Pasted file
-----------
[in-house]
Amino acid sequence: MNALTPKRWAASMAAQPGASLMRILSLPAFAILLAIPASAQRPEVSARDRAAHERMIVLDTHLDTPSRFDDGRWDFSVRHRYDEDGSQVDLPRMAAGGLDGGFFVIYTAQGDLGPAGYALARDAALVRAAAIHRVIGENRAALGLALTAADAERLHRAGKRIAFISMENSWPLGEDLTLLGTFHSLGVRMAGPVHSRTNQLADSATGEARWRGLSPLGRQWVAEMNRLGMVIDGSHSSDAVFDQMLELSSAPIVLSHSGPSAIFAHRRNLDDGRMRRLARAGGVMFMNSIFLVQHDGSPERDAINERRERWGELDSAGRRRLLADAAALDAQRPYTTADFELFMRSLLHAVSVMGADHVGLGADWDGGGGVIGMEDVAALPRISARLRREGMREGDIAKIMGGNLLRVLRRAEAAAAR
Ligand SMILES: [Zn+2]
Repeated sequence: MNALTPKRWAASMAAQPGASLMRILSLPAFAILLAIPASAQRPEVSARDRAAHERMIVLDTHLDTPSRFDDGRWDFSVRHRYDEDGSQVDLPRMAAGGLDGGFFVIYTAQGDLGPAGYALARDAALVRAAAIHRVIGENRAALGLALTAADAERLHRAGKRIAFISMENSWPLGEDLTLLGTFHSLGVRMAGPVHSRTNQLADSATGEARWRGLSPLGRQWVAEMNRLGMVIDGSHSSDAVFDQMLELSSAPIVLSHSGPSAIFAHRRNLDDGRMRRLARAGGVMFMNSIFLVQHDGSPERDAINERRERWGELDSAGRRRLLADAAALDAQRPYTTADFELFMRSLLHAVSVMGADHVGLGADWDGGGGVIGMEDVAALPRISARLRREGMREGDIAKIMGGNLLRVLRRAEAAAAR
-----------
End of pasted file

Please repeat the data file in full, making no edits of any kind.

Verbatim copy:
[in-house]
Amino acid sequence: MNALTPKRWAASMAAQPGASLMRILSLPAFAILLAIPASAQRPEVSARDRAAHERMIVLDTHLDTPSRFDDGRWDFSVRHRYDEDGSQVDLPRMAAGGLDGGFFVIYTAQGDLGPAGYALARDAALVRAAAIHRVIGENRAALGLALTAADAERLHRAGKRIAFISMENSWPLGEDLTLLGTFHSLGVRMAGPVHSRTNQLADSATGEARWRGLSPLGRQWVAEMNRLGMVIDGSHSSDAVFDQMLELSSAPIVLSHSGPSAIFAHRRNLDDGRMRRLARAGGVMFMNSIFLVQHDGSPERDAINERRERWGELDSAGRRRLLADAAALDAQRPYTTADFELFMRSLLHAVSVMGADHVGLGADWDGGGGVIGMEDVAALPRISARLRREGMREGDIAKIMGGNLLRVLRRAEAAAAR
Ligand SMILES: [Zn+2]
Repeated sequence: MNALTPKRWAASMAAQPGASLMRILSLPAFAILLAIPASAQRPEVSARDRAAHERMIVLDTHLDTPSRFDDGRWDFSVRHRYDEDGSQVDLPRMAAGGLDGGFFVIYTAQGDLGPAGYALARDAALVRAAAIHRVIGENRAALGLALTAADAERLHRAGKRIAFISMENSWPLGEDLTLLGTFHSLGVRMAGPVHSRTNQLADSATGEARWRGLSPLGRQWVAEMNRLGMVIDGSHSSDAVFDQMLELSSAPIVLSHSGPSAIFAHRRNLDDGRMRRLARAGGVMFMNSIFLVQHDGSPERDAINERRERWGELDSAGRRRLLADAAALDAQRPYTTADFELFMRSLLHAVSVMGADHVGLGADWDGGGGVIGMEDVAALPRISARLRREGMREGDIAKIMGGNLLRVLRRAEAAAAR